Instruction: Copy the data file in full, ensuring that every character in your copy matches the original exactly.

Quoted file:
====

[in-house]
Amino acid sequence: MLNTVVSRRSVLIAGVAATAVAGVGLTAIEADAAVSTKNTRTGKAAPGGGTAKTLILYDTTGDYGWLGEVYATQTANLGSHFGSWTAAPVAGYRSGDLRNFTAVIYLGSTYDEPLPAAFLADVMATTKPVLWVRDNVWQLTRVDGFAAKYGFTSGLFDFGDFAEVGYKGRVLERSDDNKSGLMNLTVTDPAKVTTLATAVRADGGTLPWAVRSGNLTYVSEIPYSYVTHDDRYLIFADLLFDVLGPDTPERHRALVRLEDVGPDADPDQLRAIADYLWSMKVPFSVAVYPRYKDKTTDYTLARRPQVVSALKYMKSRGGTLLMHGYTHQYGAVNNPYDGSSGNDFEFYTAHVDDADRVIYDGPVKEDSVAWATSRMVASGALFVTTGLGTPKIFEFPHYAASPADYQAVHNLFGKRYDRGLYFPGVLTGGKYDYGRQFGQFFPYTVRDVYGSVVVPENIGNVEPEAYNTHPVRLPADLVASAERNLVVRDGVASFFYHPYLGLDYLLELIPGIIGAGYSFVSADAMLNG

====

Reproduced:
[in-house]
Amino acid sequence: MLNTVVSRRSVLIAGVAATAVAGVGLTAIEADAAVSTKNTRTGKAAPGGGTAKTLILYDTTGDYGWLGEVYATQTANLGSHFGSWTAAPVAGYRSGDLRNFTAVIYLGSTYDEPLPAAFLADVMATTKPVLWVRDNVWQLTRVDGFAAKYGFTSGLFDFGDFAEVGYKGRVLERSDDNKSGLMNLTVTDPAKVTTLATAVRADGGTLPWAVRSGNLTYVSEIPYSYVTHDDRYLIFADLLFDVLGPDTPERHRALVRLEDVGPDADPDQLRAIADYLWSMKVPFSVAVYPRYKDKTTDYTLARRPQVVSALKYMKSRGGTLLMHGYTHQYGAVNNPYDGSSGNDFEFYTAHVDDADRVIYDGPVKEDSVAWATSRMVASGALFVTTGLGTPKIFEFPHYAASPADYQAVHNLFGKRYDRGLYFPGVLTGGKYDYGRQFGQFFPYTVRDVYGSVVVPENIGNVEPEAYNTHPVRLPADLVASAERNLVVRDGVASFFYHPYLGLDYLLELIPGIIGAGYSFVSADAMLNG